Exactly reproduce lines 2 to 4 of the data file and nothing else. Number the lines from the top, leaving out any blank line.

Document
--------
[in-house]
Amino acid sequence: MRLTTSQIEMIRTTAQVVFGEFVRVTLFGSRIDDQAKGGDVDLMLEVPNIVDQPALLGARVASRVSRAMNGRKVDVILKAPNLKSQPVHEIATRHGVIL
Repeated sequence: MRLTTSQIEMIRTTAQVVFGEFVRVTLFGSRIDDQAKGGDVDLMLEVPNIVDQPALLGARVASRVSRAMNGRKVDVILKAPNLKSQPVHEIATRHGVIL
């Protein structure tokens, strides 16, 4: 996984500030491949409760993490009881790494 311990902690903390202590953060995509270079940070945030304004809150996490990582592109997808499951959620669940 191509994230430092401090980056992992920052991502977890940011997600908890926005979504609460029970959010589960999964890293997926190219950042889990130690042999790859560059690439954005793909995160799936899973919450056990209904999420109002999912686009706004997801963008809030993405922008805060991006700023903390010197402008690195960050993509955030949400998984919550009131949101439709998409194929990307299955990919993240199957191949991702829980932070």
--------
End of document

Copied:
Amino acid sequence: MRLTTSQIEMIRTTAQVVFGEFVRVTLFGSRIDDQAKGGDVDLMLEVPNIVDQPALLGARVASRVSRAMNGRKVDVILKAPNLKSQPVHEIATRHGVIL
Repeated sequence: MRLTTSQIEMIRTTAQVVFGEFVRVTLFGSRIDDQAKGGDVDLMLEVPNIVDQPALLGARVASRVSRAMNGRKVDVILKAPNLKSQPVHEIATRHGVIL
């Protein structure tokens, strides 16, 4: 996984500030491949409760993490009881790494 311990902690903390202590953060995509270079940070945030304004809150996490990582592109997808499951959620669940 191509994230430092401090980056992992920052991502977890940011997600908890926005979504609460029970959010589960999964890293997926190219950042889990130690042999790859560059690439954005793909995160799936899973919450056990209904999420109002999912686009706004997801963008809030993405922008805060991006700023903390010197402008690195960050993509955030949400998984919550009131949101439709998409194929990307299955990919993240199957191949991702829980932070």